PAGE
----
About 12 years ago I made one of the best purchases of my life when I bought the Living Air by EcoQuest. It purified the air in my home and killed the bacteria on the dust particles floating in the air and my son & I could breathe!! Please check out this website: http://www.myvollara.com/lyncat
    It is my website and I now am a distributor for Vollara which sells the Fresh Air Boxes that I now use. Everyone comments about how fresh my house smells (I have a long haired dog and 2 long haired cats, all of which I’m allergic to, but when this unit is up and running I have no problems with pet allergies. It also has helped my immune system to become stronger b/c I don’t have to fight so much to breathe. I also have a “Buddy” that hangs on my neck and blows fresh air into my breathing environment just below my nose, which also helps considerably when around people that smoke, or have eaten onions (which cause my throat to swell-even by just smelling them) or I need to go into a department store that sells tires.
    Anyways, you are on my mind and I will keep you in my prayers. You can always email me if you’d like. windchimes2c@gmail.com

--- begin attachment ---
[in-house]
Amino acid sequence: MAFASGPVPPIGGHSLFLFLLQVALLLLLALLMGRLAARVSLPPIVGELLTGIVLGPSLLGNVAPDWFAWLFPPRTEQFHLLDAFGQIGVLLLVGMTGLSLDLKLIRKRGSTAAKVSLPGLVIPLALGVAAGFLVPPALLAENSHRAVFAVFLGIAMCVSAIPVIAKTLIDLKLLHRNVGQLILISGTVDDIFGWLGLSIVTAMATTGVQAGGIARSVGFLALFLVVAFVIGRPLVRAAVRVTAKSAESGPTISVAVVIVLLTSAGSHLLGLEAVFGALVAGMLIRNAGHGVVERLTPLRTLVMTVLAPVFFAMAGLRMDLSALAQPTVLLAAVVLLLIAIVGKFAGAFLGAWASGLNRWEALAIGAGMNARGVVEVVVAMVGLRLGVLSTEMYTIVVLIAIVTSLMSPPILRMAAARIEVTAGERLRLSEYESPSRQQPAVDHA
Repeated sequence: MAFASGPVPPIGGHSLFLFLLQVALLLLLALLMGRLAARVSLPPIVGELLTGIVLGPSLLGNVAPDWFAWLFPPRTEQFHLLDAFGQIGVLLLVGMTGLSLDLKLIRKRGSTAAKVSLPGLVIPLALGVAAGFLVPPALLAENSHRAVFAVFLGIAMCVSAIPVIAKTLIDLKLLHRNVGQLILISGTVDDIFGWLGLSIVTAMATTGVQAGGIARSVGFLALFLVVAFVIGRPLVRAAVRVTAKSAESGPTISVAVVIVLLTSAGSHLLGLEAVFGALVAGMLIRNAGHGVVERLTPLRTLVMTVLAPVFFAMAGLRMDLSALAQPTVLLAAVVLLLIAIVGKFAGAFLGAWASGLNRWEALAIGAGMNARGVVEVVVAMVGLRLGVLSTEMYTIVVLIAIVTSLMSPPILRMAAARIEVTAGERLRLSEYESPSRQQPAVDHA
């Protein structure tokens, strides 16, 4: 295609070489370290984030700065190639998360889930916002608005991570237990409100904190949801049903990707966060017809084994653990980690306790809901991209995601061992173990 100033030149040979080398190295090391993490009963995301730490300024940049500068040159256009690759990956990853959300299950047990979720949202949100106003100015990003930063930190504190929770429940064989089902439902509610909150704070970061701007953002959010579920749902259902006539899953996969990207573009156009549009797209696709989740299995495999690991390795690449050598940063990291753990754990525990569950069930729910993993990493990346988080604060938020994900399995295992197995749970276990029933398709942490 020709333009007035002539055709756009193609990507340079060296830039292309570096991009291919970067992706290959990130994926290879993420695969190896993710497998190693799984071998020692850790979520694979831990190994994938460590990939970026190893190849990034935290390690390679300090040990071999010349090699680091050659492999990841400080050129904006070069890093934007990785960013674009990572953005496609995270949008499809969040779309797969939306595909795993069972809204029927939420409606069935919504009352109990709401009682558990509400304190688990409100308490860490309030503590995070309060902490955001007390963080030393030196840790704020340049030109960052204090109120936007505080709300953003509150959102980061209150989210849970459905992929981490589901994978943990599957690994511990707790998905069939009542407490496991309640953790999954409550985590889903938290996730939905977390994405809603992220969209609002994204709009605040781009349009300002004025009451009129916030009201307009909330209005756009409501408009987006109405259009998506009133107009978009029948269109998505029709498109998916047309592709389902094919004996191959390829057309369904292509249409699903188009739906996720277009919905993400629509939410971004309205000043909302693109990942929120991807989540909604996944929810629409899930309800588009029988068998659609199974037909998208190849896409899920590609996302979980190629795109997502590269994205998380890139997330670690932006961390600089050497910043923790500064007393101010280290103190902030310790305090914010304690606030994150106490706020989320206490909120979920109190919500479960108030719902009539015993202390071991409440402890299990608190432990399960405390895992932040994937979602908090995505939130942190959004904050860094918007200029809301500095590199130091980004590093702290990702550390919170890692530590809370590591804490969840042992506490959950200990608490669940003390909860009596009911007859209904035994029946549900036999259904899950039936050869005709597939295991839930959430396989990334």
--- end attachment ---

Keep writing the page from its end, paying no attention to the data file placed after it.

• Thanks for the comment. I’ll check out your site later this evening. I’m currently using the Austin Allergy Machine and I absolutely love it. It has been a life saver for me in my home. When it is not on I definitely feel a drastic difference and usually awake the next morning with Bronchitis. I purchased a wearable air cleaner (I don’t remember the brand) however it blew ozone and made me even sicker. Now, if I need to go out I wear a mask with activated carbon. Latex is definitely impossible to avoid when you are referring to some baby items, clothing, shoes, tires, some foods, etc; however, it is my experience that corn is what is used in everything. Even if I find clothing that is latex free I find that it is sprayed in Zein, starch or washed in a detergent/chemical bath that involved a corn derivative. If I find foods that aren’t cross reactive with a latex allergy they have usually been sprayed with ethylene gas, waxed, clean with citric acid, soaked or washed with lactic acid, etc. Babies’ diapers that are latex free use corn in the manufacturing. Corn is the starch used to make tires. Corn plastic is used in interior of cars and zein and other corn derivatives are used to spray the insides of new cars and they add to that “new car smell.” Not trying to argue =) just trying to paint the corny picture that is my life. This is why I listed Corn as the most difficulty allergen to avoid.